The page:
If you haven’t already, you’re bound to experience this eventually. You’ve built a business, started generating revenue, and along comes a lawsuit claiming that you stole a word, design, product, or even a rectangle in some more bizarre cases.
What are you to do? Lawyer up with the little funds your growing business has? Do shell out in the hopes of making your IP law problems disappear?
In July, we assembled a crew of lawyers specializing in the bizarre world of Intellectual Property law to give advice and answer questions for our entrepreneurs. David Wong from Barnes and Thornburg, Jim Gatto from Pillsbury Winthrop Shaw Pittman, and Dustin Dubois from Ice Miller joined us to discuss everything from common IP pitfalls to the growing Indianapolis startup community. They provided great insights in true Verge fashion… In front of a packed Speak Easy with beers in hand. Here’s a rundown of some of their best advice.
IP Law: The Preemptive Strike
From the beginning, you should keep an eye on potential legal pitfalls. This doesn’t just protect you from using ideas that are patented, but it will defend you against someone else patenting your idea… Yes, even if you came up with it first.
“We used to have a system where whoever invented something first would get a patent,” Jim said, “Now it’s whoever gets to the patent office first.”
When and how to start? Jim believes it’s simpler than it sounds.
“Spend an hour or two, sit down with a lawyer, and figure out what your legal issues are… It’s really important to get a clear picture up front.”
Find Good Mentors
In addition to covering your rear to begin with, you will undoubtedly encounter plenty of unknowns along the way. To combat that, find a good set of mentors who can help guide you.
Speaking to the crowd, David said “Make sure you’re surrounding yourself with people who have been here before.”
We’ve covered finding mentors here before, but finding legal mentors can be very different. Not all of us have friends studying for the Bar. So how do you find someone who can help you navigate the law without paying a million dollars an hour for a consultation?
The first step is to ask around. Between friends, family, and your awesome pals here at Verge, you probably know someone who knows a lawyer who would be happy to help. If you can’t find someone through networking, see if you can get a free legal consultation from a local law firm or even law professors specializing in IP at your local University. Not only will this help you avoid costly legal mistakes, but you’ll certainly avoid costly business mistakes as well.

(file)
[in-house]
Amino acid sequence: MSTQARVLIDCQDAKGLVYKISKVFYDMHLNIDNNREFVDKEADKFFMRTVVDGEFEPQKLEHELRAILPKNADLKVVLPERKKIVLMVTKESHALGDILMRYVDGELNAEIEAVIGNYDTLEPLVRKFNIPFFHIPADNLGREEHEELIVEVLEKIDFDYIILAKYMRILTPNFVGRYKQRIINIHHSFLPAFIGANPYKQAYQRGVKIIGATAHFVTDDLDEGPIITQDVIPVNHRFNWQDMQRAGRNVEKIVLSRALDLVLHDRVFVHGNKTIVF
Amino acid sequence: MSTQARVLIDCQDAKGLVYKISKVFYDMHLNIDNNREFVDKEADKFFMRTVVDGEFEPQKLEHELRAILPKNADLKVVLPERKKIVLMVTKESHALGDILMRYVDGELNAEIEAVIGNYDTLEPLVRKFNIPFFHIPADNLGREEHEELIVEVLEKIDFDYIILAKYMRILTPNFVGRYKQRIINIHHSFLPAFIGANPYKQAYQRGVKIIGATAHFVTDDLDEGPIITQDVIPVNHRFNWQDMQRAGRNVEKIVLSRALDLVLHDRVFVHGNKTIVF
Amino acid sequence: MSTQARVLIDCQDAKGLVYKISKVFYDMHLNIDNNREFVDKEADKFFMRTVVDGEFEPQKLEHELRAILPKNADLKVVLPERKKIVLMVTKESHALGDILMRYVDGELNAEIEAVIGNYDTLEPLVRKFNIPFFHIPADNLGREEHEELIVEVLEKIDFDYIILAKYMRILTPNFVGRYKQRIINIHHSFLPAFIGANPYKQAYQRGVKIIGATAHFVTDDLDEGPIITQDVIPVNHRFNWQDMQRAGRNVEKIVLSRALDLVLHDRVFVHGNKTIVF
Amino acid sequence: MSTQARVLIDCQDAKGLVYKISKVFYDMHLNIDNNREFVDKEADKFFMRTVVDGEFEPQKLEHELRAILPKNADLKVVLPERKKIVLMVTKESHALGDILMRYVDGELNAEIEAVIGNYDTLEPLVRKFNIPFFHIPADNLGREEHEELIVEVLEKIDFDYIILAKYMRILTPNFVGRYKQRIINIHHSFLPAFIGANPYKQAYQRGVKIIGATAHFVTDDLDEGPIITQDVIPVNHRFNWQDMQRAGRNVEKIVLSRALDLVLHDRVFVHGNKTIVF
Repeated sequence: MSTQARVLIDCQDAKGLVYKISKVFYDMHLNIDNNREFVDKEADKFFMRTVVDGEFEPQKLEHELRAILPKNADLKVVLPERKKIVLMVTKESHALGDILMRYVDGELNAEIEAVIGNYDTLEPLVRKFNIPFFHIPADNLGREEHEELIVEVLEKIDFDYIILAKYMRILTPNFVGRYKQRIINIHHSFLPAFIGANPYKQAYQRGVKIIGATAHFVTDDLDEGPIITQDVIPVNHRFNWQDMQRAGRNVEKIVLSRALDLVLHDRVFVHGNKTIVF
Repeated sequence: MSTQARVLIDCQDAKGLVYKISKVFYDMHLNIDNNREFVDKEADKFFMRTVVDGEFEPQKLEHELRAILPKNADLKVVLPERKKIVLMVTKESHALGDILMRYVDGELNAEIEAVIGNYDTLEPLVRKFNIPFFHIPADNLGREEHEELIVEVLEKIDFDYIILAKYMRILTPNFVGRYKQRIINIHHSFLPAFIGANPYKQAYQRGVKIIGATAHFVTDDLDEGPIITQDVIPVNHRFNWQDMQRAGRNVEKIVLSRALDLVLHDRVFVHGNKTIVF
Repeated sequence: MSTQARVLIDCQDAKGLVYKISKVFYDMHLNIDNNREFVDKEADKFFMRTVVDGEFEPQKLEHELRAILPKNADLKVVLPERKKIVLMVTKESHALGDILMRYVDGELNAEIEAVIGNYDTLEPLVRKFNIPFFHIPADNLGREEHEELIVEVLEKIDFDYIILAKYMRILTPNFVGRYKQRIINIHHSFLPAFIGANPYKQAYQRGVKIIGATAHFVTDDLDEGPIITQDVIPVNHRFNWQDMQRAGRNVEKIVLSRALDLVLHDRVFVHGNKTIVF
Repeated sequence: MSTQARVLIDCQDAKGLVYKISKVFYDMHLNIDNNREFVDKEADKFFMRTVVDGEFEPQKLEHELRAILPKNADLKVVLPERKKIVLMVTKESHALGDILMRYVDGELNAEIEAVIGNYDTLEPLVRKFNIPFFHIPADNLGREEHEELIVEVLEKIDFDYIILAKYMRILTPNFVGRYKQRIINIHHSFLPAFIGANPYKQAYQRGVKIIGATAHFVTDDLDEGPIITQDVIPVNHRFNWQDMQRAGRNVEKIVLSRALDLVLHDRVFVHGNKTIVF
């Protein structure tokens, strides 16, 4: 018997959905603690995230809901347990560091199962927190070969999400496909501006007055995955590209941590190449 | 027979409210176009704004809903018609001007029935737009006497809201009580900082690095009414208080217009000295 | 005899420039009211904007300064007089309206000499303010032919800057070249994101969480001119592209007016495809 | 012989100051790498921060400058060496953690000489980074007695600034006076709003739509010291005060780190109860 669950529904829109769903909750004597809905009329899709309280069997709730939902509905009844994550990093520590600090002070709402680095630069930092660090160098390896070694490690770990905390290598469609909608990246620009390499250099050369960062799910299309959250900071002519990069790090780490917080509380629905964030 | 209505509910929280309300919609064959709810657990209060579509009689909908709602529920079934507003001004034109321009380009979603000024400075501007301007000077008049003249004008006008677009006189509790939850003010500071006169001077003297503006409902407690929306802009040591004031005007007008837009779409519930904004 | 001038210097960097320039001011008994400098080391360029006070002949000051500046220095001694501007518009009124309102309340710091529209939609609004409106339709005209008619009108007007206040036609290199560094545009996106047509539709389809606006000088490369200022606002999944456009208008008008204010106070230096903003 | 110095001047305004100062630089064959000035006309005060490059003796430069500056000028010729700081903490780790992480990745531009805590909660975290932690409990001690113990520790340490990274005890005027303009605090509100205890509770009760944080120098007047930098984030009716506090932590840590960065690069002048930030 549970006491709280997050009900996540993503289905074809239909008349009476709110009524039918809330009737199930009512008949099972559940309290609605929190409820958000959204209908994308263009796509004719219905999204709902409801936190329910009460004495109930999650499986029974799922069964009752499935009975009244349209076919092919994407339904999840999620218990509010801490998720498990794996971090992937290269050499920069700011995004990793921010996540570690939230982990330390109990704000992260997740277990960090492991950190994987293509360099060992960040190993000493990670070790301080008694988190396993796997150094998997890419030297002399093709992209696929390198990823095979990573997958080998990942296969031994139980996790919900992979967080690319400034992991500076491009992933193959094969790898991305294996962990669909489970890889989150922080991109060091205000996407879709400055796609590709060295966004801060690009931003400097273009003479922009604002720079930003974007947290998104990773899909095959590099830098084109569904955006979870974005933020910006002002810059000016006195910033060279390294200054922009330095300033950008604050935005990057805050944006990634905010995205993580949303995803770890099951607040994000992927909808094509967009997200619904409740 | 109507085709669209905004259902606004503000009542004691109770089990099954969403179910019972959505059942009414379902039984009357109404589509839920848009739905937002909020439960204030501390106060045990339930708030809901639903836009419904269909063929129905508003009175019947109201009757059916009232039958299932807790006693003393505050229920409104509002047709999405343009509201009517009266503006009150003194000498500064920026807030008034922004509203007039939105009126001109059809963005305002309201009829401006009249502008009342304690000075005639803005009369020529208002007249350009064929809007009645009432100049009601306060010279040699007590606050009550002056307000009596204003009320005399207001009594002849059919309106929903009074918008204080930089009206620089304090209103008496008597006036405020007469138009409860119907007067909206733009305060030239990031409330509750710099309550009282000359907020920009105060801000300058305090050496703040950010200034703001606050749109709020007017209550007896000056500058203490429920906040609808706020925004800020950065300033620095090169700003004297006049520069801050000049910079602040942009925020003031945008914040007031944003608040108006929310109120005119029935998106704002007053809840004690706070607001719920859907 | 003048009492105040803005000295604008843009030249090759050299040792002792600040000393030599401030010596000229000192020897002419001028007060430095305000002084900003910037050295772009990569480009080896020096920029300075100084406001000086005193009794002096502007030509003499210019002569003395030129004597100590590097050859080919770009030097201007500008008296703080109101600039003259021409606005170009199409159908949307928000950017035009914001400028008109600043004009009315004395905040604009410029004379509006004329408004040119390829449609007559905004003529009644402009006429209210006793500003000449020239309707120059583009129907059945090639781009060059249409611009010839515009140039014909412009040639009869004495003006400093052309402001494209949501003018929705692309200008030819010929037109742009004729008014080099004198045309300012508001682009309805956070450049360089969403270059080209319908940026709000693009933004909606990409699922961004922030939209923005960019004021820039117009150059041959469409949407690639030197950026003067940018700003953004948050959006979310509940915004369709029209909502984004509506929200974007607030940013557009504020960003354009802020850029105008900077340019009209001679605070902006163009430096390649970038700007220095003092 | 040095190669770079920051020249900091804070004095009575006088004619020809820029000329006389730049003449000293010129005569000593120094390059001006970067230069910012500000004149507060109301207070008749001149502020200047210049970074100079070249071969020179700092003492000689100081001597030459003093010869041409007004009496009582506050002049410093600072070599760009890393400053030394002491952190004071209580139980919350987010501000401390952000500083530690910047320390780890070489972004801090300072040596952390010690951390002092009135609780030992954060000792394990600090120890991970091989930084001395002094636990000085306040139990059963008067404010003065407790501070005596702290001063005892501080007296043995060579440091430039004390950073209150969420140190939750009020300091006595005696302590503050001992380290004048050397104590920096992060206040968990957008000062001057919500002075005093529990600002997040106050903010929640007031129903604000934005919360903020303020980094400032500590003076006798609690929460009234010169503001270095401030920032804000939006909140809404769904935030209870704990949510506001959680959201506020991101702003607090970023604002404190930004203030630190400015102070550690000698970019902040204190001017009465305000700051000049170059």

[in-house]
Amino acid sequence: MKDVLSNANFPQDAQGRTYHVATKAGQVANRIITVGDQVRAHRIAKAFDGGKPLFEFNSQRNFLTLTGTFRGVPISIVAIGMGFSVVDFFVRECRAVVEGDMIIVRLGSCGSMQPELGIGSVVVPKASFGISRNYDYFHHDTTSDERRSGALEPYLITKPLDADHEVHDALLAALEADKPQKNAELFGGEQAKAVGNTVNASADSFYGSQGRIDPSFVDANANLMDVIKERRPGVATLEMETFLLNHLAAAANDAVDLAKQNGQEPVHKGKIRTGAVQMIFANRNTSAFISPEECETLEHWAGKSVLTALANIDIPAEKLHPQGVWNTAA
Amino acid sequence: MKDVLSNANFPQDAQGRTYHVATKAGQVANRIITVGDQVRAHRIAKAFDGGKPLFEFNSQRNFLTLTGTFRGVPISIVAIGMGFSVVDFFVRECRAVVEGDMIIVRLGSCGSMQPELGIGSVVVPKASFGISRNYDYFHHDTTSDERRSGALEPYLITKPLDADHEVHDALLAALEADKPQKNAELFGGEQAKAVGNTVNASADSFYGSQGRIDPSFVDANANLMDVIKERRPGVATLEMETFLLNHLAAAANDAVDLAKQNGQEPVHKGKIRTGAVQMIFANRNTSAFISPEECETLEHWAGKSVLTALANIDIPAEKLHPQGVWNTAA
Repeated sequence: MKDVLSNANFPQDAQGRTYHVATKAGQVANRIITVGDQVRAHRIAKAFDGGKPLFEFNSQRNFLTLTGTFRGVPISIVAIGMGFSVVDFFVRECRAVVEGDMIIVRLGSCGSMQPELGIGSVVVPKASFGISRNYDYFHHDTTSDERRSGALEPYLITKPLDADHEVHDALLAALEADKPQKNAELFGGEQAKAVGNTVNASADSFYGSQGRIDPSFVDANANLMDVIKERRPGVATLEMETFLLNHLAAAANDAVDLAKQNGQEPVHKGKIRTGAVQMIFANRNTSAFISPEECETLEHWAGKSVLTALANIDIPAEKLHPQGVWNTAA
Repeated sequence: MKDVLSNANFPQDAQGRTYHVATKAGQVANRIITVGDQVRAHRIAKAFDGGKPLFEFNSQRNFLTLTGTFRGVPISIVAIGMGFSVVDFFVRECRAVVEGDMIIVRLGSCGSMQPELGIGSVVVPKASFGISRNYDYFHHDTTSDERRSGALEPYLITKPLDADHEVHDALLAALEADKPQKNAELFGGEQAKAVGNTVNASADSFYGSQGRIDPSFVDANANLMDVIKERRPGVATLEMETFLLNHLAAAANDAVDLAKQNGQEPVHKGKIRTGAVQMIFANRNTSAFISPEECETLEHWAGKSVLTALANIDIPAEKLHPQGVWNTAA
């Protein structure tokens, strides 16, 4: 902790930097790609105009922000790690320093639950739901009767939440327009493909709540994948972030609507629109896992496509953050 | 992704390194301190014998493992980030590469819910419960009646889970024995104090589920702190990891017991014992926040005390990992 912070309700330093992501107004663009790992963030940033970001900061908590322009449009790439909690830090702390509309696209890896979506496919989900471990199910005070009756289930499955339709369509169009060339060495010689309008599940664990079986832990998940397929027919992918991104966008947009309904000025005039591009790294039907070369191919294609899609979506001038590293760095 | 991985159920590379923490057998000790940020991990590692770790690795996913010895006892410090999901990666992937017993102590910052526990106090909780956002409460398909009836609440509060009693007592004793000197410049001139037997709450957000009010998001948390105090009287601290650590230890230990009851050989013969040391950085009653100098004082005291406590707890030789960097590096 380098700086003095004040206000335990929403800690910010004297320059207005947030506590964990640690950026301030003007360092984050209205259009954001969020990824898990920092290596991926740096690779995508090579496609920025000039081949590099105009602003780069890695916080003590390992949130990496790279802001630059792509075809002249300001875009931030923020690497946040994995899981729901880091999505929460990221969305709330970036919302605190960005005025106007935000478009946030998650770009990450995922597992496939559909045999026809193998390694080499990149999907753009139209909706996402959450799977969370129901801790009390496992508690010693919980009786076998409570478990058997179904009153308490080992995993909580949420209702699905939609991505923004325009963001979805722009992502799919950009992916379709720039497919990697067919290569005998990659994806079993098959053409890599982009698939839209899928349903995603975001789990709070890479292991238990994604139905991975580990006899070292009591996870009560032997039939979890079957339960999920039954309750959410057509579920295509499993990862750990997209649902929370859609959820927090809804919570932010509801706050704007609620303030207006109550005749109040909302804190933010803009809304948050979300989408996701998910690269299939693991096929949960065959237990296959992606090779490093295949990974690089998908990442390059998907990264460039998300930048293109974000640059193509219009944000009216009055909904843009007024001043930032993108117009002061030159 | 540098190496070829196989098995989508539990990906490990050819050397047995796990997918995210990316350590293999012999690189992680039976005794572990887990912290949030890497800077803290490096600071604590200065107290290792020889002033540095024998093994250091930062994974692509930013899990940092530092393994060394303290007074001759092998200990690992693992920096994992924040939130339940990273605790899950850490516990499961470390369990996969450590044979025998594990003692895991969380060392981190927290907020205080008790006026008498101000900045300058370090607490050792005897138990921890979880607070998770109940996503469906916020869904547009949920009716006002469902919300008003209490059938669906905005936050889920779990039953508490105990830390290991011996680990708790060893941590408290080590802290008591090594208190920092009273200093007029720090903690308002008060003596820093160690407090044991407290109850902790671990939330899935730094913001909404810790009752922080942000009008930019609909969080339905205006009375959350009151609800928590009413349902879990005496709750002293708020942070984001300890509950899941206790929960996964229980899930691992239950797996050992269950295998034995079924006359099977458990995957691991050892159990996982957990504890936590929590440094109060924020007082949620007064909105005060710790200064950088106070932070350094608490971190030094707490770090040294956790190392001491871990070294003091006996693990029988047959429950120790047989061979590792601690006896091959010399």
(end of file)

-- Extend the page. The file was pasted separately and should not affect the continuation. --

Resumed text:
Don’t Feed the Patent Trolls
“Patent trolls are people who don’t create intellectual property, rather they go out and find patents that have been issued already by either a failed company or someone who is not using them.” Jim explained, “They buy the patents, and they go in and find people to serve them against.”
As an entrepreneur, how do you defend yourself against that Goliath of a problem? Sometimes the best defense can be a good offense.
“By filing patents, especially under the new law, you prevent from someone else patenting your idea.”
“Your business is much more valuable to [corporations] with patents because it allows them to block out their competitors,” Jim said. Surprisingly, a 2002 survey of the Fortune 500 companies estimated that anywhere from 45 to 75 percent of their wealth came from Intellectual Property.
Don’t be fooled into thinking that these patents are only for startups looking to get bought out, either. The rule of thumb we have heard from investors is that each patent a startup has tends to add about $1 Million to their valuation.
But Don’t Over Think It, Either
While filing patents and covering yourself is definitely a good idea, patent issues shouldn’t be your primary concern.
“You might want to take that money and focus it more towards building your product and developing your marketing plan than worrying about who you’re going to get sued by. We’ll worry about that once you have the money to actually fend off a lawsuit,” advised Dustin.
As important as it is to get yourself aligned legally, nothing is more important to your business than making sure that it is profitable. He went on to say, “Don’t think that IP dominates your business. It doesn’t. Your ability to go out there and execute and sell a product is so much more important than IP.”
Intellectual Property can be a very important piece in the puzzle of starting a business, but it shouldn’t dominate your business. If you can protect yourself from the beginning and surround yourself with a team of advisors, you can fend off most legal issues in IP. This may cause some patent trolls to starve, but we only have one thing to say to them…
For more information, advice, and networking opportunities for entrepreneurs, come to our next pitch night and follow us on Twitter @VergeIndy.